I really, really detest the Market Felt typeface used in the Notes application in the iPod touch and iPhone. It is hard to read, hard to edit points into, and looks plain childish.
Fortunately, I stumbled upon a way to easily have your notes displayed with Arial Helvetica. And, no, you do not need FontSwap, jailbreaking or any complicated deep system maneuvering. All you need is right there in the iPhone OS.
For this walkthrough I am using a second-generation iPod touch with firmware version 2.1.1 loaded. This also works with the iPhone.
- In the Home Screen, tap on Settings.
- Tap on General, followed by Keyboard (it is near the bottom of the page).
- Tap on International Keyboards.
- Scroll down to the end of the page and tap on Chinese (Simplified).
- In the page that comes up, you will see two settings, Handwriting and Pinyin. Turn both settings on.
- Go back to the Notes application. Create a new note or tap on an existing note to open it. If you are creating a new note, write a word or two so that you can easily verify that the typeface changes.
- Tap in the note area to bring up the on-screen keyboard. Tap on the button to the left of the space bar, the one with an icon of a globe. The keyboard layout will change to one meant for Chinese handwriting recognition input. Don’t worry; just pay attention to the next step.
- On the left of the input area, you will see four rows of buttons. The first button at the top is the Backspace. The second button below it is what we are interested in. For those of you who do not understand Chinese, the button says ‘Space’.
- Tap on this button. The typeface of your note will change from Marker Felt to Arial Helvetica! But do read on! The next step is very important.
- Tap the globe button twice, or if you have many input languages set up, tap it till the space bar flashes the words ‘English (US)’ (or the name of your native language). Your input language is now back to default, and you can continue to edit your note. Even if you close your note, the typeface will remain as Arial. That’s it!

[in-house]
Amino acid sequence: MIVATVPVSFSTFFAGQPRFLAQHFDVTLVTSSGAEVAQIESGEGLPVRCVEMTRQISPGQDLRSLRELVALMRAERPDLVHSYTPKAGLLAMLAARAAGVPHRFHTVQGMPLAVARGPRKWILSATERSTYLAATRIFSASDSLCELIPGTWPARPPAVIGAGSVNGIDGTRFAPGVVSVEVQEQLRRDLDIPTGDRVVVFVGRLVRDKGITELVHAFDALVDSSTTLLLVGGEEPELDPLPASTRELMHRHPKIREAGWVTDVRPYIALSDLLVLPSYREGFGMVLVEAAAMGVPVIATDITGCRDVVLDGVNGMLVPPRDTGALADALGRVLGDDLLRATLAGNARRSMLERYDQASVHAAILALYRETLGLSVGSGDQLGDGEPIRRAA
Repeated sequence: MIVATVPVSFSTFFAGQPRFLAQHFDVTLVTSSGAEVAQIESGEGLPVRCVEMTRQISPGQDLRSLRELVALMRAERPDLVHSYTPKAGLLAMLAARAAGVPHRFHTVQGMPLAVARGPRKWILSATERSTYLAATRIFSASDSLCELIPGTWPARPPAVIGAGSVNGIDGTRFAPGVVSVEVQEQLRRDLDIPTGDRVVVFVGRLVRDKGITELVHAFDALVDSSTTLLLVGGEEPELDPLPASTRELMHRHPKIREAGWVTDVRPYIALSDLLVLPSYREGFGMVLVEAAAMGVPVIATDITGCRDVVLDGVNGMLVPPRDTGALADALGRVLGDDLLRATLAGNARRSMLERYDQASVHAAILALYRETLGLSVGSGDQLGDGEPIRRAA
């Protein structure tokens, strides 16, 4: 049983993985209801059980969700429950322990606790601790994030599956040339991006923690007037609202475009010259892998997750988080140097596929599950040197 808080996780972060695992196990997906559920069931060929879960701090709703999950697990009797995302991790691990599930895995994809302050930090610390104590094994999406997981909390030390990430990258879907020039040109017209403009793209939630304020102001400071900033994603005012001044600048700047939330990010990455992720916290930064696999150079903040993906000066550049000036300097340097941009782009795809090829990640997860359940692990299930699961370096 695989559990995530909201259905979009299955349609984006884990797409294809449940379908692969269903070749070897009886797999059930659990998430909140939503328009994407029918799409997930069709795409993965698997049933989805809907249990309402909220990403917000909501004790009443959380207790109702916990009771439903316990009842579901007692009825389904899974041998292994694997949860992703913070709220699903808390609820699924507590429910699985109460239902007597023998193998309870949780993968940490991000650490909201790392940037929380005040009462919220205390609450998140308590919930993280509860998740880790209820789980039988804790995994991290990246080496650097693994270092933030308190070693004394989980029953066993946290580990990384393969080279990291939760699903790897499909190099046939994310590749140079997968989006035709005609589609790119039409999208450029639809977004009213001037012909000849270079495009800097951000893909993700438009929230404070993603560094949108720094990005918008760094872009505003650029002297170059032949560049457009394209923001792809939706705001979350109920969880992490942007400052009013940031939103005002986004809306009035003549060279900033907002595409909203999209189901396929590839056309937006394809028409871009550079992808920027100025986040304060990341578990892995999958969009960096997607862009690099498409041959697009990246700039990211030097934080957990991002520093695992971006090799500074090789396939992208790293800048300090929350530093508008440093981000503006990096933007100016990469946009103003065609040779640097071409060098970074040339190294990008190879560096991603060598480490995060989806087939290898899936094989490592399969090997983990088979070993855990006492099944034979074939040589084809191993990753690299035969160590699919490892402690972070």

Unfortunately, you will have to repeat the last few steps (7-10) for each new note you create, but this method does keep you from having to modify core iPhone files.
Care to know what just happened?
There are two ways to input Chinese characters on a computer, either by handwriting recognition or by a method known as Pinyin, in which a user spells out the phonetic pronunciation of Chinese words with the Latin alphabet on a standard keyboard. Each resulting Chinese character is then encoded—popularly with an encoding method called Unicode—into a document. This goes for the input of any other non-Western language as well.
Encoding non-Latin characters into a document requires a compatible font. Luckily for us, Market Felt is not a Unicode font. So, by picking a non-Latin input method, we are forcing the input engine to switch to a Unicode font such as Arial Helvetica so that it can display both Latin and non-Latin characters correctly. If you would like to know more about the magic that goes on in the background regarding character encoding, Wikipedia has an entry on the topic.
Note: This article has been corrected since publication.